Washington is urging Yemen’s National Salvation Government, the NCG, to start negotiations with the Saudi-appointed parallel government currently controlling Yemen’s southern regions to “resolve” the 9-year war.
“We urge Ansarallah to seize this unprecedented opportunity and sit with the government to draw a prosperous future for Yemen,” said U.S. Special Envoy Tim Lenderking, who recently ended a regional tour. “We are working to build an international and regional consensus to unify efforts. This is our opportunity to achieve the desired change in the country.
“We remain optimistic about achieving further progress towards peace, and it is the responsibility of the parties to the conflict to make a difficult settlement,” he added. “We are committed to maintaining our efforts, and our goal is to support a stable and more prosperous Yemen.”
Lenderking also called for Yemen’s warring parties to agree on paying the salaries of public servants.
The Saudis refused an agreement earlier this year to spend revenue from looted Yemeni oil to pay all civil servant’s salaries, who haven’t been paid in nine years. These salaries being paid is one of the most crucial humanitarian terms in the negotiations to end the war, along with the blockade of Yemen’s airport and main seaport.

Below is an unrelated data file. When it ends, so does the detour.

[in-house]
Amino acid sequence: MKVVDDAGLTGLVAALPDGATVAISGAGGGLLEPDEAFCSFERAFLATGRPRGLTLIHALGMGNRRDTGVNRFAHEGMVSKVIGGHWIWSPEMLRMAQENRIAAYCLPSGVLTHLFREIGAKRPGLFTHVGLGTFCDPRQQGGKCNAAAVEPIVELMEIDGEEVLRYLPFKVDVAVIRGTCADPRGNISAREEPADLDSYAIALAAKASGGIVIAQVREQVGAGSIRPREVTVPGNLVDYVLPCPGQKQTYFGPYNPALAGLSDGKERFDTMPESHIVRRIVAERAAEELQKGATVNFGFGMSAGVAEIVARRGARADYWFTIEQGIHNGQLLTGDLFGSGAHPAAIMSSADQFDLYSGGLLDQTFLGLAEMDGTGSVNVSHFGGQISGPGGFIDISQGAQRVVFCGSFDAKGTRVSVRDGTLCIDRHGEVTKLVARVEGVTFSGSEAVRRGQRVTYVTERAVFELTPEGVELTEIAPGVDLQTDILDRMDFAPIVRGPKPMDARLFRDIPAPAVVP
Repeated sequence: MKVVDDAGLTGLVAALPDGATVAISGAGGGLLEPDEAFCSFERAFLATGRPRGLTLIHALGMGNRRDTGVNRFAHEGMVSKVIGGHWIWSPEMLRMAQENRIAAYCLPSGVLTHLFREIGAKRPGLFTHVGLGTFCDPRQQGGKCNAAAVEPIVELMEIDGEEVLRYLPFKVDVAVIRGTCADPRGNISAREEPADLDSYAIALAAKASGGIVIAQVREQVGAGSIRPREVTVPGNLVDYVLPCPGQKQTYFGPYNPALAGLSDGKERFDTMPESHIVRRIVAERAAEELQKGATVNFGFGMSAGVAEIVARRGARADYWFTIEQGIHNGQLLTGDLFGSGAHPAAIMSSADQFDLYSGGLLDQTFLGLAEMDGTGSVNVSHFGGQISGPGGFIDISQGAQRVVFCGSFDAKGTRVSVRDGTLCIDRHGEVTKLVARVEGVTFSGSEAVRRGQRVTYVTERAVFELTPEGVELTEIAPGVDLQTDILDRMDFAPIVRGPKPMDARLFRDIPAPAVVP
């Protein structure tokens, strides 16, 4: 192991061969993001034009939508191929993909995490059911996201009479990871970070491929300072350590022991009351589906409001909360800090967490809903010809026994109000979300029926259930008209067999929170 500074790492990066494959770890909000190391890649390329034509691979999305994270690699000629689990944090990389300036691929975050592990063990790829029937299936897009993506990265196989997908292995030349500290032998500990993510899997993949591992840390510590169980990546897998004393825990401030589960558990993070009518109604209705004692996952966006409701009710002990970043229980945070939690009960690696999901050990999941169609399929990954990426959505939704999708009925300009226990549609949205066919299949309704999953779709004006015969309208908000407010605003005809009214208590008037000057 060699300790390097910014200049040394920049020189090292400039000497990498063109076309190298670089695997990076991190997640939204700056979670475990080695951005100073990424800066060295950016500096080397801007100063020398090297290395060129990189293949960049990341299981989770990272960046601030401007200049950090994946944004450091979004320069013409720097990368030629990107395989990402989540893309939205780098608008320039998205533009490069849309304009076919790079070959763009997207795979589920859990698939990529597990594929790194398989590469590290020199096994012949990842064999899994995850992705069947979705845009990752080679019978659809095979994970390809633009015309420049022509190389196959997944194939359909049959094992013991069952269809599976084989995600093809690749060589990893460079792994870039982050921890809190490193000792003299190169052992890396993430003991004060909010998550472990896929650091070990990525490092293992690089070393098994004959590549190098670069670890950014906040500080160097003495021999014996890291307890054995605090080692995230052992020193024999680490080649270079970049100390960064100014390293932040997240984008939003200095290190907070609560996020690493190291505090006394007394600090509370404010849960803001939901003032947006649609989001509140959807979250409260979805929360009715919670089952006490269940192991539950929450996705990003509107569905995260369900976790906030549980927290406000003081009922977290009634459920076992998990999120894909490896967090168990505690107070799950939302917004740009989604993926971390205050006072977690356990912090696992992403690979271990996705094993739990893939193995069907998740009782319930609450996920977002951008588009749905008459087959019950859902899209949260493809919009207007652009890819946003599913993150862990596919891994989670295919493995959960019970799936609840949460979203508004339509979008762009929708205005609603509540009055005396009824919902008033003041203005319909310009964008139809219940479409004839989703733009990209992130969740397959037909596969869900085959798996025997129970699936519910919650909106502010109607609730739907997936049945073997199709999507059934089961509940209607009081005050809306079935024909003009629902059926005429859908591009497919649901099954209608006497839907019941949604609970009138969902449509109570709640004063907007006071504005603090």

Despite a ceasefire brokered by the United Nations that expired last October, there has yet to be any kind of serious peace throughout Yemen since Saudi Arabia and Iran normalized ties last March. Since then, there have been Omani-mediated discussions.
Last week, Abdul Malik al-Ajri, a member of Ansarallah’s negotiating team, announced that a round of decisive talks would take place soon.
“The endeavor for the next round of negotiations will be decisive in putting an end to the suffering of the Yemeni people, especially in terms of humanitarian benefits,” he said.
An Omani delegation arrived in Sanaa just over a week ago for discussions with Ansarallah about moving forward with a new peace process.
The U.S. has previously been blamed by Yemeni officials for sabotaging negotiations to keep Western forces in the poorest countries throughout the Arab world.